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When Jesus had received the sour wine, he said, “It is finished.” Then bowing his head, he gave up his spirit. John 19:30 CSB
I had read this Scripture in John 19 so many times—the last words Jesus spoke on the day He was crucified. I knew that in those final moments as He was there on the cross, Jesus simply said, “It is finished,” closed His eyes, and died.
There’s such gravity in that moment. Imagining the Son of God, our Savior, with His battered and broken body nailed to a cross, stirs up a sense of both sadness and shame. He endured such terrible things that even thinking about them leads me to close my eyes in sorrow. Most every time I heard or read the story, my focus was on what happened, the events themselves, and less so on those three simple words He spoke at the end: “It is finished.” What did Jesus mean when He said “it is finished?”
A few months ago, my friend and Pastor Rodney Holmstrom spoke on this Scripture before a large Celebrate Recovery congregation, and he challenged each of us to really consider those words. In that moment, he said, Christ was not simply stating the obvious—that His earthly life was over. He was declaring that our sins were forgiven once and for all, their price paid by His sacrifice.
I knew this in my head. Of course I did. But had I taken it into my heart?
Rodney asked us, could we say these words out loud? “When He said, ‘It is finished,’ He was talking about me.” Could we write those words in a journal and mean them? Could we look into a mirror and speak them?
I tried, and I was surprised by how difficult it was for me to say them, how easy it was to shy away from them, as if my mistakes were too great for His forgiveness. It was simultaneously painful and humbling to realize the truth in that statement, and the truth was this: In that moment and by His death, Christ paid the price for every sin no matter how great—even for mine. Every wrong I had ever or would ever commit was forgiven, the debt for it paid in full, before I ever drew my first breath. I only had to accept it. How could that be?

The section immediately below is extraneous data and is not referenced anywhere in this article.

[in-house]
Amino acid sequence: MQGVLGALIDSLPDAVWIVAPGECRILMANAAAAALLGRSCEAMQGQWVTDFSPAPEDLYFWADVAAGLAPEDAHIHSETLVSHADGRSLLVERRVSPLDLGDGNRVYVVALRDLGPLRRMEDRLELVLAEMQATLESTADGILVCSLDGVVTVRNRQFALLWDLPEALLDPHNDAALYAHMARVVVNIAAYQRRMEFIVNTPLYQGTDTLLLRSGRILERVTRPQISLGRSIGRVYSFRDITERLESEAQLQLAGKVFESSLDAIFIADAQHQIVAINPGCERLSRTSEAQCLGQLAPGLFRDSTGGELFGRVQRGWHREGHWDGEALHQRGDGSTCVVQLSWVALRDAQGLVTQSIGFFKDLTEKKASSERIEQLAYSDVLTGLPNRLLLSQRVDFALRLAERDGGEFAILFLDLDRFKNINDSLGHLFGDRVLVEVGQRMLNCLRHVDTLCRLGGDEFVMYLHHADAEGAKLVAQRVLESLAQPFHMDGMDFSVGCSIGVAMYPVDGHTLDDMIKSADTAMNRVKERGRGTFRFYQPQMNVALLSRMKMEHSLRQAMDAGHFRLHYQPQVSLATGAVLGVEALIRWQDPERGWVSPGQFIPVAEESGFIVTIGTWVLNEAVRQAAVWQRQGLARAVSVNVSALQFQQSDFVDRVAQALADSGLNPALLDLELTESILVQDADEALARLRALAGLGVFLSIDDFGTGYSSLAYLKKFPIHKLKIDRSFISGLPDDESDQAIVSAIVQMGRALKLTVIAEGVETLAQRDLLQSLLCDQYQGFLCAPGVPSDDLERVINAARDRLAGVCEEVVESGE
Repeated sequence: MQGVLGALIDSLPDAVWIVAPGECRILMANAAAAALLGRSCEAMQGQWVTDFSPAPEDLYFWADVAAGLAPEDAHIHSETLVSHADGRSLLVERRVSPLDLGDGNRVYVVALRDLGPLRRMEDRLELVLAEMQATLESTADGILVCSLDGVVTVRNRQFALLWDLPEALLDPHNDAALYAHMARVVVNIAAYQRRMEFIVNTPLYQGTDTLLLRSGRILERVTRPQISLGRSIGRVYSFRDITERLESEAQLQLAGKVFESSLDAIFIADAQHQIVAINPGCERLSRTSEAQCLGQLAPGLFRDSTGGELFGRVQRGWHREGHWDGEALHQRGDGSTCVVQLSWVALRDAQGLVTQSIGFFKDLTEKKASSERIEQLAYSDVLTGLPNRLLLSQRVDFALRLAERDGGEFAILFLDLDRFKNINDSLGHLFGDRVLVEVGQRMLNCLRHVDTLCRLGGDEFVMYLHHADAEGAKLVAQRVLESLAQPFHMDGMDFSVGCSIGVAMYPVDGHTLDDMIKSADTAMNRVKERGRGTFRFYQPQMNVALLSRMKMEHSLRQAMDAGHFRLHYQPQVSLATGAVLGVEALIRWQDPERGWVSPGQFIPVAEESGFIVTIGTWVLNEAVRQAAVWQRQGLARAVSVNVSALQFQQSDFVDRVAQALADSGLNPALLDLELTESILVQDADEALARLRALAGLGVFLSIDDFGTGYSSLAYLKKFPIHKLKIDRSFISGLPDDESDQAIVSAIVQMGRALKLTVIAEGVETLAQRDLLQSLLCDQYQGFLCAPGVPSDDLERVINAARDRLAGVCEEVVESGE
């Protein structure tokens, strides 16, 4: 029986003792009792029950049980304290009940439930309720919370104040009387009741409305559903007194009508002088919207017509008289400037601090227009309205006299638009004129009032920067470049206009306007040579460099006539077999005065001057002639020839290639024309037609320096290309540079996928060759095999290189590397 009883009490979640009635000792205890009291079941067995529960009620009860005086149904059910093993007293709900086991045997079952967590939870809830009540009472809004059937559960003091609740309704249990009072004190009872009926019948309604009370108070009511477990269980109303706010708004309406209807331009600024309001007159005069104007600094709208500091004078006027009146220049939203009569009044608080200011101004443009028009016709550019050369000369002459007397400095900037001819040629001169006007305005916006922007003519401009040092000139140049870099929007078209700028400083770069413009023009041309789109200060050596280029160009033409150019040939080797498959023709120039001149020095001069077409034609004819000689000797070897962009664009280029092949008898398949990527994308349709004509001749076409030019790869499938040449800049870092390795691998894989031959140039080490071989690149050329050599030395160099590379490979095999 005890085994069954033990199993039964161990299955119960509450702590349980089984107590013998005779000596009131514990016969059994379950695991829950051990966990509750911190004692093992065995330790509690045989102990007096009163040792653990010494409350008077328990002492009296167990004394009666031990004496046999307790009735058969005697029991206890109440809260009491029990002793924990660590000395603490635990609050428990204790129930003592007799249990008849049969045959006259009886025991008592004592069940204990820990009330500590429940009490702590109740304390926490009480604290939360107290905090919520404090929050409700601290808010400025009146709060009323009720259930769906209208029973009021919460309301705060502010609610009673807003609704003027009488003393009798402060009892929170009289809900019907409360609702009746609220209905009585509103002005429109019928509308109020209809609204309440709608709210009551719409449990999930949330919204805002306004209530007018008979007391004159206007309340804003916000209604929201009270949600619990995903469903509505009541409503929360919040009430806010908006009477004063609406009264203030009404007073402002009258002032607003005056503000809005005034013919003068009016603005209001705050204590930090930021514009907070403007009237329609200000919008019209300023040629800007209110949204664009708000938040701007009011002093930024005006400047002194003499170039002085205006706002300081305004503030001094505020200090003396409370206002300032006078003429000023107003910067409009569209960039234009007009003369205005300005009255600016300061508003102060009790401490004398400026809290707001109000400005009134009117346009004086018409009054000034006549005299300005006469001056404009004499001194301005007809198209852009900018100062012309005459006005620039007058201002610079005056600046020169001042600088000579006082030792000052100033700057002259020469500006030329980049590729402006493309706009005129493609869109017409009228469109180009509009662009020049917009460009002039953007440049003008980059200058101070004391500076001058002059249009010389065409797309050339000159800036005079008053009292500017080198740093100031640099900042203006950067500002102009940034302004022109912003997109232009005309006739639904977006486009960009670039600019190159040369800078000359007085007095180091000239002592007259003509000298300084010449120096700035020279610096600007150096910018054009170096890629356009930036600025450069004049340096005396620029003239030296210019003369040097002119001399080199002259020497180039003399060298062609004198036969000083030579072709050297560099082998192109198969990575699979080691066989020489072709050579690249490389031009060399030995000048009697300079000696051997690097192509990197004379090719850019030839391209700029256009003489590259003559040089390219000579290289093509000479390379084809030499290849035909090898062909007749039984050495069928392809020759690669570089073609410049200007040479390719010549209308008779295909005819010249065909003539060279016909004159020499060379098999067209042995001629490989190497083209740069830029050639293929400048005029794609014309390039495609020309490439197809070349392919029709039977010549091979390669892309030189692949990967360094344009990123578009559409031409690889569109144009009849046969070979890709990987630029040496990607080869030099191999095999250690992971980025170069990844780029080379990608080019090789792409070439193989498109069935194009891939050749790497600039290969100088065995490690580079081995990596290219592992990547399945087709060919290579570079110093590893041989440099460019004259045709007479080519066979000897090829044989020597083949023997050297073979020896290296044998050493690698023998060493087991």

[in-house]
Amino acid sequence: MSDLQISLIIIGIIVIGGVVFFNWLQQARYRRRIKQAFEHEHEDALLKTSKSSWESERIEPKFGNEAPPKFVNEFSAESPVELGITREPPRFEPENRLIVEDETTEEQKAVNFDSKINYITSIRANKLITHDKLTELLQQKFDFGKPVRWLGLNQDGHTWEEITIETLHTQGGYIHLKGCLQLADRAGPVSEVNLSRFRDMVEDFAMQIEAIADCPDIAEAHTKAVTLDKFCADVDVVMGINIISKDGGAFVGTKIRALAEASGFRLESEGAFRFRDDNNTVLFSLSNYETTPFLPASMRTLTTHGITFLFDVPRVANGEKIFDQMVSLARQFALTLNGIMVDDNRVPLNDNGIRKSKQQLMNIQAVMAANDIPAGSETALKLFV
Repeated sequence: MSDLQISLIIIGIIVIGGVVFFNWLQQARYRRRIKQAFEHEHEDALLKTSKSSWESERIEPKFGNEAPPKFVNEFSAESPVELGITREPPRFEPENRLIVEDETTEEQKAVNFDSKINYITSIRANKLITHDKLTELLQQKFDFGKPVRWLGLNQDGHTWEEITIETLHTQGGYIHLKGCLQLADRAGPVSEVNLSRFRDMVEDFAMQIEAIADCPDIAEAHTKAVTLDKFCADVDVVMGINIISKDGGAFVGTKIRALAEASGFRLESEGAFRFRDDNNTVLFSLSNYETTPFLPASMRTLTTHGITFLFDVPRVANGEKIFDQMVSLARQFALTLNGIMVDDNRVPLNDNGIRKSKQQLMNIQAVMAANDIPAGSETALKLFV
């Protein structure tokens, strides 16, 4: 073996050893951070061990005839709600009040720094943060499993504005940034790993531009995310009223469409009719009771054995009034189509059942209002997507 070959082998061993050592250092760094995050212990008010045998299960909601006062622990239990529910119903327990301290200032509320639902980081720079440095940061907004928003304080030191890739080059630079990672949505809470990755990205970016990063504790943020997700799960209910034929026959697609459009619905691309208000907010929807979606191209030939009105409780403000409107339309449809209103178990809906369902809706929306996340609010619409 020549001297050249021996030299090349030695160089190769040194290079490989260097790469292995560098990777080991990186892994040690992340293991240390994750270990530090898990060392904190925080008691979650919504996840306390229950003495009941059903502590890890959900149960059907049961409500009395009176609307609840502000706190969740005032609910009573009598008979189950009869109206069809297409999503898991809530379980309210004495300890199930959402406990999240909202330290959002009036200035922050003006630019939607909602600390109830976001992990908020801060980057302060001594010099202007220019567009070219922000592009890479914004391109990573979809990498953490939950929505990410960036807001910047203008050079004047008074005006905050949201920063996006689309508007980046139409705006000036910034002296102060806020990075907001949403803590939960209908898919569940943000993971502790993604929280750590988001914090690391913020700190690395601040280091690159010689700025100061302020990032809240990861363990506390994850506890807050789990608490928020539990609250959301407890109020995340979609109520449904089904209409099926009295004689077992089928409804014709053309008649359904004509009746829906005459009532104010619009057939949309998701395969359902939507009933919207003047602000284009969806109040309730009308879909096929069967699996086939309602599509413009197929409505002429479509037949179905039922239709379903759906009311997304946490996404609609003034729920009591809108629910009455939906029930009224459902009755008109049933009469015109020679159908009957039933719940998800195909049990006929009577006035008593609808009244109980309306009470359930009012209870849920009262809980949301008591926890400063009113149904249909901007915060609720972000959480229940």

I left that service that night with the weight of those words still clinging to my thoughts: When He said, “It is finished,” He was talking about me. At home, I tried saying them aloud again and again. And while it was still difficult, I found that each time I spoke them, my heart had a harder time rejecting them. The truth began to win. Later, I spent some time writing and creating around John 19:30 in my journaling Bible, and I found that with each moment that I lingered there, those words became further etched onto my heart.
It’s fascinating how we can spend years knowing something without fully accepting it as certainty. Since childhood, I had believed that Jesus died for our sins and accepting Him meant we were forgiven. But isn’t it often easier to think that applies to everyone else?
I came to recognize that the shame and guilt of my own mistakes had clouded my understanding. I had believed the lies in my head (as so many of us do), like: I’ve made too many mistakes. Maybe I’m different. How could He really forgive me? My sin is just too great… I had let those lies sink deeply into my heart. But speaking and writing that simple, declarative sentence began to destroy the lies by covering them with his truth—that no sin is too great for his mercy, not even mine—and it brought me immediate peace and joy.
Today, as you consider the events from the day Jesus was crucified, as you consider Jesus’ last words, as you ponder that weighty moment when His spirit passed, try speaking those words aloud (even if you have to whisper them to get them out): When He said, ‘It is finished,’ He was talking about me.
Then say it again. Accept this truth—that Jesus died to grant the forgiveness of sins for all who accept Him—and annihilate the lie that your sins are too great or too numerous. Try writing it down or reflecting in the pages of your journaling Bible. How does it feel to know that every mistake—past, present or future—is covered and the debt is paid in full? When Jesus said “it is finished,” He was talking about me. He was talking about you.
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